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Exclusive: Vikram Kumar on his Mega move

When Vikram Kumar joined Kim Dotcom’s Mega, there was a collective gasp from the industry. Some of it in shock, other of it in awe; after all, go ahead and describe Dotcom as controversial and colourful, but don’t accuse him of being clean cut and universally respected like Kumar is. A month into the job, Techday rang up the former InternetNZ head honcho asked him a couple of questions. This is what he has to say.

TD: What were your motivations for joining Mega?

Vikram Kumar: There were a couple of things. I was looking for a new opportunity after InternetNZ; when Kim approached me, I initially said ‘no’, but on reflection, it does represent an interesting opportunity…

TD: Because it aligns with your ethical standpoints?

VK: …well, one of the things I did before InternetNZ did was the business case on iGovt, in which we took privacy as central driving point rather than a ‘compliance afterwards’ approach. I’ve always had an interest in privacy and security online; what Kim is doing is all about open internet and privacy. Also, Kim provides tools to protect privacy via a secure online process, so that is in a way a continuation of the same process [which started with iGovernment and which is pursued by InternetNZ].

TD: Kim has a background which includes some shady deals and even a few criminal convictions. Was this history a factor in your decision to work with his organisation?

VK:  It does play a part. This is why I spent a month talking with him before making the decision, this was a factor to think about. However, after spending time him and the team, what emerged as important were the intentions that Kim has with Mega.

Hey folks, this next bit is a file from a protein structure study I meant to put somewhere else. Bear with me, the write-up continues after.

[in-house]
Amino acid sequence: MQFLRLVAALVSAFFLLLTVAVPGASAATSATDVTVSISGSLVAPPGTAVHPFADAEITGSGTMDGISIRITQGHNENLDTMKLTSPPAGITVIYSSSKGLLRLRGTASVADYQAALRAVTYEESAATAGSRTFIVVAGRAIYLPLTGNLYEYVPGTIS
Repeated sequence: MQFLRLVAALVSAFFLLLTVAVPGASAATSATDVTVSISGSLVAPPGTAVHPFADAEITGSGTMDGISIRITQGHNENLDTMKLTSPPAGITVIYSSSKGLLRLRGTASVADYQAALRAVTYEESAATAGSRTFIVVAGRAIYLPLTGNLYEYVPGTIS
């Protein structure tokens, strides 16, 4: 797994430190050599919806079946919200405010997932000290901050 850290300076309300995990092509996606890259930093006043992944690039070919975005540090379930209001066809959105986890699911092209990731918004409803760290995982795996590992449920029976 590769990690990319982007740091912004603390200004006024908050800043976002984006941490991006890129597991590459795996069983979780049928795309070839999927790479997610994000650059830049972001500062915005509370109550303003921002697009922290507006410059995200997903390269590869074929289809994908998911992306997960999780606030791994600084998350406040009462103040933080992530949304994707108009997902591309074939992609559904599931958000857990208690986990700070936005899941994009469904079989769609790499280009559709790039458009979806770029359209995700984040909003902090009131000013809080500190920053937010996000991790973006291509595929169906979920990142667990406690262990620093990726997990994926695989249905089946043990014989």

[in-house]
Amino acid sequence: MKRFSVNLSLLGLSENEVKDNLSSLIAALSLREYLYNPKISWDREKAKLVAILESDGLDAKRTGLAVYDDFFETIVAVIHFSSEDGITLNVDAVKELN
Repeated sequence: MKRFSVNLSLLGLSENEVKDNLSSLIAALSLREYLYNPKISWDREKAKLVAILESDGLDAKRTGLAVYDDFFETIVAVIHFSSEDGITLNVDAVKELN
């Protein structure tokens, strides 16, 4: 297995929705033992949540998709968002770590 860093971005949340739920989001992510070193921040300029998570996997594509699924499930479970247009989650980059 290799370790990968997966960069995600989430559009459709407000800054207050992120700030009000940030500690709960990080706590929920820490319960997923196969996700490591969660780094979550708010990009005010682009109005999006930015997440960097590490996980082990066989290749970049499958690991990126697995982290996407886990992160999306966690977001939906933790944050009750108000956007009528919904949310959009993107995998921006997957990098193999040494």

TD: What are those intentions and what is the significance of Mega to New Zealand?

VK: People underestimate how this demonstrates the ability of a New Zealand company to think and act globally. We don’t have enough of this big thinking on day one. The second thing that is underestimated is that Mega is, overseas, perceived to be an New Zealand company. That does a lot of good for the country’s image as a source for global internet services.

TD: But what about the potential for a stain on the country, given Dotcom’s past and current legal woes?

VK: To be honest, I think that is more likely to come from the activities of the government which were held to be illegal by the courts. Any stain is more likely to come  from the actions of the law enforcement agencies. Secondly, the allegations made in US courts with regards to Kim’s extradition; what hasn’t happened yet is the Mega team providing their side of the story. The overall picture is an unbalanced one, it is one sided and I believe people will change their perceptions when this goes to court. However, some will not be able to look at Kim or Mega with anything else but a copyright infringement lens.

TD: Tell us some numbers relating to Mega: How many people actually work there?

VK: It’s only a handful of people and most are not being paid, they have a stake in the intellectual property being developed. Then there are arrangements with Instra, which has funded Mega so far, it provides customer support out of Napier, and a couple of people who provide services on contract…

TD: Can you tell us the investment to date to get Mega off the ground?

VK: I’m not sure, though there are returns filed with the Companies Officewith regard to shares and so on. It is also somewhat confidential to the extent of the investment that’s gone in; being an internet business which does not own hardware, that’s not capital investment. The big cost of Mega is the software that it has created, which is world leading, but there is nothing on the balance sheet.

TD: The latest numbers indicate over 2.5 million users?

VK: Actually it’s crossed 3 million and climbing every day. At peak, 3 people are signing up per second; that’s quite a sight to see in real time and is not something we have seen happen with any other New Zealand services.

TD: What drives that demand, 50GB free?

VK:  Sure, Mega offers more and also it is really fast, one of the technical features is its multiple upload and download streams. But also definitely part of that is Kim Dotcom and his media presence.

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